Dethier, Julie ULg; Drion, Guillaume ULg; Franci, Alessio et al

Poster (2013, June)

Parkinson’s disease (PD) is a neuro-degenerative pathology affecting the basal ganglia (BG), a set of small subcortical nervous system nuclei. The hallmark of the disease is a dopaminergic denervation of ... [more ▼]

Parkinson’s disease (PD) is a neuro-degenerative pathology affecting the basal ganglia (BG), a set of small subcortical nervous system nuclei. The hallmark of the disease is a dopaminergic denervation of the striatum, al- tering information patterns along movement-related ganglia-mediated path- ways in the brain. Severe motor symptoms result from the pathological state: tremor at rest, bradykinesia, akinesia, and rigidity. The transition to the disease state correlates with a switch in the firing mode of the neurons in the BG, from tonic pacemaker activity to burst firing. At the network level, macro-electrode recordings reveal excessive oscillations in the beta (8- 30Hz) frequency band. The oscillations generation mechanism and their functional role remain under debate. We propose a network model where a cellular mechanism controls the dynamical state of the network. In our model, the oscillatory state impacts the neural information processing prop- erties of the network. The network model predicts that a single decrease of the dopaminergic level in the parkinsonnian condition switches the network into an abnormal oscillatory dynamical and globally insensitive state. The brief dopaminergic increase prior to voluntary movements suppresses beta oscillations to drive the network to a conductive state to sensory processing and cognition. [less ▲]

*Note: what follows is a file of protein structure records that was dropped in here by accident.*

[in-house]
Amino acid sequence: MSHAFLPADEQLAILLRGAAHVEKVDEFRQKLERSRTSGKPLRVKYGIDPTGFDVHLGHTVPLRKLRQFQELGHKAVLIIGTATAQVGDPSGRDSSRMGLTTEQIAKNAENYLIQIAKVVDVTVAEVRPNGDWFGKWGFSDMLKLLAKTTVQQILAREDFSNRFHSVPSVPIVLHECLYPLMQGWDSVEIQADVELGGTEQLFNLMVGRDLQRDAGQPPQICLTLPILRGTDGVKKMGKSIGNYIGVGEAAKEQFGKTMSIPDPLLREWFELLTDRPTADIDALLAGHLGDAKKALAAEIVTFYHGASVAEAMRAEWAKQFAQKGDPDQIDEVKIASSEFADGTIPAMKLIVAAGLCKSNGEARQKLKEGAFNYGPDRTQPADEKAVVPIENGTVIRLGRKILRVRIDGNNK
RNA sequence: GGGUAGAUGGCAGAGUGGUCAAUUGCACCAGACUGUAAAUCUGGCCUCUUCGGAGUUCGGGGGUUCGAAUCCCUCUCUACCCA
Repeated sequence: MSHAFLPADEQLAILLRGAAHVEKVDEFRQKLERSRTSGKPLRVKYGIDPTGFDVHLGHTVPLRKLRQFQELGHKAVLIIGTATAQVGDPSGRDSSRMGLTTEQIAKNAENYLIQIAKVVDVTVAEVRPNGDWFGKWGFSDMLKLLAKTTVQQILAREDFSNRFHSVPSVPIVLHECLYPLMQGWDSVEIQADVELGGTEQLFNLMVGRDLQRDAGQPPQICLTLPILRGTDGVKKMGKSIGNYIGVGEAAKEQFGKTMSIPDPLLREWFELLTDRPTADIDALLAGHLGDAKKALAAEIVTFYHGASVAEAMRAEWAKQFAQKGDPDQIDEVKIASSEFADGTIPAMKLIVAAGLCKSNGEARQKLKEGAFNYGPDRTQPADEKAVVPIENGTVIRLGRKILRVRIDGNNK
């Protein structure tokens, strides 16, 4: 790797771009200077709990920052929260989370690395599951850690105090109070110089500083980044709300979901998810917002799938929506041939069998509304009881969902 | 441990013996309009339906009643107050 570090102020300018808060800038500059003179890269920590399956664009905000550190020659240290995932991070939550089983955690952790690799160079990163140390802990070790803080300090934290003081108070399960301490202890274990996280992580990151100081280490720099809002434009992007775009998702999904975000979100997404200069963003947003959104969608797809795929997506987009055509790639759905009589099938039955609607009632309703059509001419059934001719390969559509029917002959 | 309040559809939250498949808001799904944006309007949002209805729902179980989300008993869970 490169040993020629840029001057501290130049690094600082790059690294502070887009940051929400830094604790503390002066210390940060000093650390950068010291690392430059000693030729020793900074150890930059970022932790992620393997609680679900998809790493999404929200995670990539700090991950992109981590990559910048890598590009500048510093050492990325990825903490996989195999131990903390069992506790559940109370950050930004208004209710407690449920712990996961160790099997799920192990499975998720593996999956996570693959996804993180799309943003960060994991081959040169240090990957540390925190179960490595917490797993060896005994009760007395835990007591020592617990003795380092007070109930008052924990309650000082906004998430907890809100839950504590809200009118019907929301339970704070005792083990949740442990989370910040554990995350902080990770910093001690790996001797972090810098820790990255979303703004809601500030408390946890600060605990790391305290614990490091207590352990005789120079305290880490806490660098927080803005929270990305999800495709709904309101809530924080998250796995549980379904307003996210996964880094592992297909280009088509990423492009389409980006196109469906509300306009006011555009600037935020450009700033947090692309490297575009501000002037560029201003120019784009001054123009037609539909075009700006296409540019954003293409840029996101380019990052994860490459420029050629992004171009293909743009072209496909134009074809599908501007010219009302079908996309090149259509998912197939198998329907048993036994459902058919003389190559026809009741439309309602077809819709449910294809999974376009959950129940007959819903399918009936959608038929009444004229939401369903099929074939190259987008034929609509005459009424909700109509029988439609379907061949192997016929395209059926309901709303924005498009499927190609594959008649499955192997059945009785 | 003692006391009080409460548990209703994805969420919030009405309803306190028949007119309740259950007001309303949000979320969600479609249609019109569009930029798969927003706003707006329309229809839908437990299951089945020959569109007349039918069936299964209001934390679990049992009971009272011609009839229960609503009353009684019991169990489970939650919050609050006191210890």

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See detailImpacts of a unicellular mechanism on network behaviors
Dethier, Julie ULg; Drion, Guillaume ULg; Franci, Alessio et al

Conference (2013, March 26)

Parkinson’s disease (PD) is a neurodegenerative disorder af- fecting the basal ganglia (BG), a set of small subcortical nervous system nuclei. The hallmark of the disease is a dopaminergic denervation of ... [more ▼]